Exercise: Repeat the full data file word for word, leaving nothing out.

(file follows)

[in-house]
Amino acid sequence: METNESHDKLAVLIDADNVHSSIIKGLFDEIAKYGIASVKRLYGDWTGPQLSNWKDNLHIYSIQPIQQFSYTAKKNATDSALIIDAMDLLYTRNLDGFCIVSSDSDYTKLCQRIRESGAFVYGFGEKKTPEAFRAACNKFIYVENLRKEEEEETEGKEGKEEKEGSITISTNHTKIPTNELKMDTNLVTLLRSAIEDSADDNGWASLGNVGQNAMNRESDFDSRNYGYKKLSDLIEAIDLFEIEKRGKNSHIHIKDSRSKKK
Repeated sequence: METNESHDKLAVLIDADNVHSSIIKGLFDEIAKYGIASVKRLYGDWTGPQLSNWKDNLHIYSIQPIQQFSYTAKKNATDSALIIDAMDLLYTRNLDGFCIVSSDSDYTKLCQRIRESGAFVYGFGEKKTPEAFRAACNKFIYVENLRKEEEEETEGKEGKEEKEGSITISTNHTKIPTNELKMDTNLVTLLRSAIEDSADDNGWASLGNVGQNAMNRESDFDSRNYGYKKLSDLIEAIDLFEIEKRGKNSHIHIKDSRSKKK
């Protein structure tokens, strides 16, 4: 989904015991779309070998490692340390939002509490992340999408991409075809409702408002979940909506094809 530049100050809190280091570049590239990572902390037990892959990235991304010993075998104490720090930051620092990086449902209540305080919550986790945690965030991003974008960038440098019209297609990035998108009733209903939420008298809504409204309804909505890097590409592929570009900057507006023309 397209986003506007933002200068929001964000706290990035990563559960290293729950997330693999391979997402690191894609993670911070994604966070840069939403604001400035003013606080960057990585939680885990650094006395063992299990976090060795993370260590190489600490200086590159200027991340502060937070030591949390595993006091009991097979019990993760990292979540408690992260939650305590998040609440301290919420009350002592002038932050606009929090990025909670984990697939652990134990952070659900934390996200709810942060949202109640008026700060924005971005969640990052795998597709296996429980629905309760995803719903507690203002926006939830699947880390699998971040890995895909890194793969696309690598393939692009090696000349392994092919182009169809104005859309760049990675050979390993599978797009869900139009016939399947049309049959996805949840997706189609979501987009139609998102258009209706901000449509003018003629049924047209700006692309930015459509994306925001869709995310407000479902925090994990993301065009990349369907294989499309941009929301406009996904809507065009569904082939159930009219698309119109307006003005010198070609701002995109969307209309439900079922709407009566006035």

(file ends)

[in-house]
Amino acid sequence: METNESHDKLAVLIDADNVHSSIIKGLFDEIAKYGIASVKRLYGDWTGPQLSNWKDNLHIYSIQPIQQFSYTAKKNATDSALIIDAMDLLYTRNLDGFCIVSSDSDYTKLCQRIRESGAFVYGFGEKKTPEAFRAACNKFIYVENLRKEEEEETEGKEGKEEKEGSITISTNHTKIPTNELKMDTNLVTLLRSAIEDSADDNGWASLGNVGQNAMNRESDFDSRNYGYKKLSDLIEAIDLFEIEKRGKNSHIHIKDSRSKKK
Repeated sequence: METNESHDKLAVLIDADNVHSSIIKGLFDEIAKYGIASVKRLYGDWTGPQLSNWKDNLHIYSIQPIQQFSYTAKKNATDSALIIDAMDLLYTRNLDGFCIVSSDSDYTKLCQRIRESGAFVYGFGEKKTPEAFRAACNKFIYVENLRKEEEEETEGKEGKEEKEGSITISTNHTKIPTNELKMDTNLVTLLRSAIEDSADDNGWASLGNVGQNAMNRESDFDSRNYGYKKLSDLIEAIDLFEIEKRGKNSHIHIKDSRSKKK
């Protein structure tokens, strides 16, 4: 989904015991779309070998490692340390939002509490992340999408991409075809409702408002979940909506094809 530049100050809190280091570049590239990572902390037990892959990235991304010993075998104490720090930051620092990086449902209540305080919550986790945690965030991003974008960038440098019209297609990035998108009733209903939420008298809504409204309804909505890097590409592929570009900057507006023309 397209986003506007933002200068929001964000706290990035990563559960290293729950997330693999391979997402690191894609993670911070994604966070840069939403604001400035003013606080960057990585939680885990650094006395063992299990976090060795993370260590190489600490200086590159200027991340502060937070030591949390595993006091009991097979019990993760990292979540408690992260939650305590998040609440301290919420009350002592002038932050606009929090990025909670984990697939652990134990952070659900934390996200709810942060949202109640008026700060924005971005969640990052795998597709296996429980629905309760995803719903507690203002926006939830699947880390699998971040890995895909890194793969696309690598393939692009090696000349392994092919182009169809104005859309760049990675050979390993599978797009869900139009016939399947049309049959996805949840997706189609979501987009139609998102258009209706901000449509003018003629049924047209700006692309930015459509994306925001869709995310407000479902925090994990993301065009990349369907294989499309941009929301406009996904809507065009569904082939159930009219698309119109307006003005010198070609701002995109969307209309439900079922709407009566006035």